did that, because of the huge hurt and pain that is caused in so many families in New Zealand by the harmful effects of tobacco. Every year 5,000 families pay the ultimate price because some of their family members decided to light up. At the moment 700,000 New Zealanders smoke. We think of every one of those 5,000 families whose family member dies. We heard a very touching story in the House last night from one of my colleagues, Louisa Wall, about how her father passed away prematurely because he smoked two packets of cigarettes a day.
The hurt and pain caused by tobacco makes me very proud that I have the opportunity to talk to this bill today. This is another step, as I said, on the journey. We have also banned smoking in workplaces and bars, and, as mentioned earlier, tobacco sponsorship was banned a couple of decades ago. Today we are banning the display of tobacco products in our shops and service stations. We are looking towards that goal, that culture change, of having a smoke-free New Zealand by 2025.
There is obviously some significant work still to do, but today is a big step. Banning tobacco displays takes away one of the major weapons that the tobacco industry uses to target our young New Zealanders. It knows that, and that is why it fought so hard and pushed so hard against the changes that we are bringing in with this bill.
On this key issue, I am glad to say that, with almost the complete support of the House, the industry has lost. This House, and the members who are supporting these measures, make no apologies about that, because every day, as those 700,000 Kiwis light up, and every year as those 5,000 Kiwi families lose their loved ones, the tobacco companies have continued to make huge profits. They have used those profits to target our youngsters to make sure that the industry still has a significant and continuing market for its products, although they cause huge and significant harm to New Zealanders. Yes, tobacco is a legal product and they use that line quite a lot in all of the correspondence that they send to members of Parliament. As I said, today is a big step but we should not shirk our responsibility to make sure that the intentions of this Parliament to ensure that New Zealand is smoke-free continue.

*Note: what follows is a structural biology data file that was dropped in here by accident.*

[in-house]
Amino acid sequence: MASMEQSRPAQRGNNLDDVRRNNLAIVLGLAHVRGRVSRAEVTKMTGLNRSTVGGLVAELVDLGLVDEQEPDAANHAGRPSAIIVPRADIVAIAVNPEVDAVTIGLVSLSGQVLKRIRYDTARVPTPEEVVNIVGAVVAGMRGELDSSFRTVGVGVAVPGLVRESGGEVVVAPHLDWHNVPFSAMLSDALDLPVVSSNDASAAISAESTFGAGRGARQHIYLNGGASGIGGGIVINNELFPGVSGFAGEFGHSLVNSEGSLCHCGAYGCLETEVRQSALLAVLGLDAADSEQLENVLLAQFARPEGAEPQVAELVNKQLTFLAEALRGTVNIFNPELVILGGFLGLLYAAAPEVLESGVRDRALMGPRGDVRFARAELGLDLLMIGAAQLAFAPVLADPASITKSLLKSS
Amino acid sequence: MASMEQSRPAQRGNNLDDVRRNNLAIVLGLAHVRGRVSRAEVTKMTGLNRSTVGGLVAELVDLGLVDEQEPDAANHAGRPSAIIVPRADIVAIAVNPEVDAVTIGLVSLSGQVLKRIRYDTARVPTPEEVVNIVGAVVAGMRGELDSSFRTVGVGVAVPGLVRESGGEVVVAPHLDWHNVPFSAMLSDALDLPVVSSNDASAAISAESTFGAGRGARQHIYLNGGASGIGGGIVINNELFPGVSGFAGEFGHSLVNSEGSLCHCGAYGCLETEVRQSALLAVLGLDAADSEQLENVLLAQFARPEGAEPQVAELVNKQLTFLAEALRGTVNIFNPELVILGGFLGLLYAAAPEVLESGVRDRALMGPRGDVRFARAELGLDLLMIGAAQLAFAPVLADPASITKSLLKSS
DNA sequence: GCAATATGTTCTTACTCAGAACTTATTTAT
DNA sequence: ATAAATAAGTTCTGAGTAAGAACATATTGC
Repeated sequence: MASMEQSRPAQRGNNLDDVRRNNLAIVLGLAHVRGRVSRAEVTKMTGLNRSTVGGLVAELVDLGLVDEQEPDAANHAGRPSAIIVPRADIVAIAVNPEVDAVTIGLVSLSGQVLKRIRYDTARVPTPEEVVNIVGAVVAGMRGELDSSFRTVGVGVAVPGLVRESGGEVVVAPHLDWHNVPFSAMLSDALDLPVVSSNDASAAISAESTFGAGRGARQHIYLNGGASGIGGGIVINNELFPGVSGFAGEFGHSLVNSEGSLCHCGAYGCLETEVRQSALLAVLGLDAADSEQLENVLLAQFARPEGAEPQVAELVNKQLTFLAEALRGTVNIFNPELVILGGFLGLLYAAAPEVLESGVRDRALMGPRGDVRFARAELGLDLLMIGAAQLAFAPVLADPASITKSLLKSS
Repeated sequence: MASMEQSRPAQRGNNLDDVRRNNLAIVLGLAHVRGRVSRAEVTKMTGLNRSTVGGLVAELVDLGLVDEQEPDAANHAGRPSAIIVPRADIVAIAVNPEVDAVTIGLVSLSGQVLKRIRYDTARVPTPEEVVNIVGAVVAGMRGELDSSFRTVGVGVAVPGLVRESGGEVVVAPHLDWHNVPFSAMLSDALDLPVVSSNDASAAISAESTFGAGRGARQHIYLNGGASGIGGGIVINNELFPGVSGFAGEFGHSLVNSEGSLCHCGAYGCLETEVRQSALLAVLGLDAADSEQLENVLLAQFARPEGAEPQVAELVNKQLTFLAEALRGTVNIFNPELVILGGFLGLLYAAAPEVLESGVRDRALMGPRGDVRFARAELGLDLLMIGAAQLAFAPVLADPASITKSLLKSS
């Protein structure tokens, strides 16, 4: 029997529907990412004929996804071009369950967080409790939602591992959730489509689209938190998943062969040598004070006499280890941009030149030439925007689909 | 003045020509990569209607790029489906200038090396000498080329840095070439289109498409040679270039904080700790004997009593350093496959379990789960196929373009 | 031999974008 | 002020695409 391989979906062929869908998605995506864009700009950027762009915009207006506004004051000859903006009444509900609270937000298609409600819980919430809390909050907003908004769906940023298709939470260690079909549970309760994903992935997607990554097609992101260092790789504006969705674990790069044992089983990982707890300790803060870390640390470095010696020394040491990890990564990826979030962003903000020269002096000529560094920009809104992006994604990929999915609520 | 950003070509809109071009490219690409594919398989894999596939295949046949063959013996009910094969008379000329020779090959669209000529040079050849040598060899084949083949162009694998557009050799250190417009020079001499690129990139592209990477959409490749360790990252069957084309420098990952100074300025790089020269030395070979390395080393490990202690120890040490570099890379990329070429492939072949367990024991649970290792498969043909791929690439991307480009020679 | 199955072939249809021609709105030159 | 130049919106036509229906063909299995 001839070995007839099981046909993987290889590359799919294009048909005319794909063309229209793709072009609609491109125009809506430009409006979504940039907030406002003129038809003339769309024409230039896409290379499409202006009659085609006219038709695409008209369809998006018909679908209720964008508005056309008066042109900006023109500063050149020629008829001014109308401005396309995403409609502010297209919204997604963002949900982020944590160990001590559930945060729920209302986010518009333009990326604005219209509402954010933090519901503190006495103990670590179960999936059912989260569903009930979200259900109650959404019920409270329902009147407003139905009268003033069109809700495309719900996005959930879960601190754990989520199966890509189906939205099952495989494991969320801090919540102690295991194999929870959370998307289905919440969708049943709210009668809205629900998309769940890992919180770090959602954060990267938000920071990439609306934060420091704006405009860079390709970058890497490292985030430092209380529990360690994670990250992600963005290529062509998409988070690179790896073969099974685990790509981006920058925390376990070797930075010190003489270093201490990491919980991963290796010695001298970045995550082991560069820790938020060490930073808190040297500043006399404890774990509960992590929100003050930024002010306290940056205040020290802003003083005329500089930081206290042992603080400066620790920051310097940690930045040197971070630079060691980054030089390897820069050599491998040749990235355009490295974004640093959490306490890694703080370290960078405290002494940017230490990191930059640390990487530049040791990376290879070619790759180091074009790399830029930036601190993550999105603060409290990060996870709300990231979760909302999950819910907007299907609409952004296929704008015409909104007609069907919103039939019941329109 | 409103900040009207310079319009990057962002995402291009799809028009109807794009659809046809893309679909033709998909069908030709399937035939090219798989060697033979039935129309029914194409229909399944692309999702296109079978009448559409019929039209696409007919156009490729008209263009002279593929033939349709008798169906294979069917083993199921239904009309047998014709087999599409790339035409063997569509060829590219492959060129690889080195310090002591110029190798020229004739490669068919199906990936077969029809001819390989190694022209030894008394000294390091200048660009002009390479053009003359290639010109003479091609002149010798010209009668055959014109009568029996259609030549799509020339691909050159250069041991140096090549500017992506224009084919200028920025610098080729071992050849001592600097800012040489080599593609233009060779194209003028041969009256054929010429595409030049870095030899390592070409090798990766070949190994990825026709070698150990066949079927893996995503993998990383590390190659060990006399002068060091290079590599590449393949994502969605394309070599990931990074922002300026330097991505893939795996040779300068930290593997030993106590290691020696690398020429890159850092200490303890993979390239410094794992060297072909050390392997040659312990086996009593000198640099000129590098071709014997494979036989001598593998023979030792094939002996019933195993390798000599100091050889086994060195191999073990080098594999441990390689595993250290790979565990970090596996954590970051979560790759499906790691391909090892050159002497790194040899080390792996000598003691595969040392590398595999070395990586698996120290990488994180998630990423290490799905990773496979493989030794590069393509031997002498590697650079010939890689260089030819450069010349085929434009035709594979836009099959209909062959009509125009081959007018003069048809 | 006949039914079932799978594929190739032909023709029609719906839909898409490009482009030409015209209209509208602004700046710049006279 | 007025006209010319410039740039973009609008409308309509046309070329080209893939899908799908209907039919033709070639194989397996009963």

Can I now look at the area of Pasifika smoking. Tobacco has a disproportionate effect or impact on the Pasifika community, and that cannot be understated. Thirty-five percent of Pasifika men smoke and 28 percent of Pasifika women smoke, which is well above the national average. Unfortunately for my own Tokelauan culture 42 percent of Tokelauans have registered that they are smokers. Can I first of all congratulate a lot of the Pasifika health watchdogs that have made a significant contribution to the submissions on this bill. I make particular reference to one organisation, Tala Pasifika, and I have referred to it in earlier contributions on this bill, and to the submission made by the programme manager, Stephanie Erick. In its submission Tala Pasifika points out some of the concerns around the disproportionate effect of cigarette smoking on Pasifika people, which causes premature death, disease, and illnesses. Around a third of Pasifika people in New Zealand smoke. It went on to say that addressing the issues of tobacco accessibility to youth at-risk populations in New Zealand is a major step towards protecting current and future generations who would otherwise have been vulnerable to the deadly and addictive tobacco products that currently enjoy prominent promotion in retail settings across the country.
Just to finish on its submission: “To protect our Pacific children and the wider community from being initiated into smoking, the removal of tobacco retail displays from sight is an essential and urgent requirement for New Zealand.” I think it will be very happy with the move that this House is making today. I congratulate those Pacific health groups who work hard, day in, day out, to encourage Pasifika people to quit smoking, and also not to begin smoking. I also take this opportunity to acknowledge the leadership of the Minister in charge of this bill, the Hon Tariana Turia. This is a
significant step for a New Zealand Minister, so I thank her for making sure that this has become a priority on behalf of Pacific people.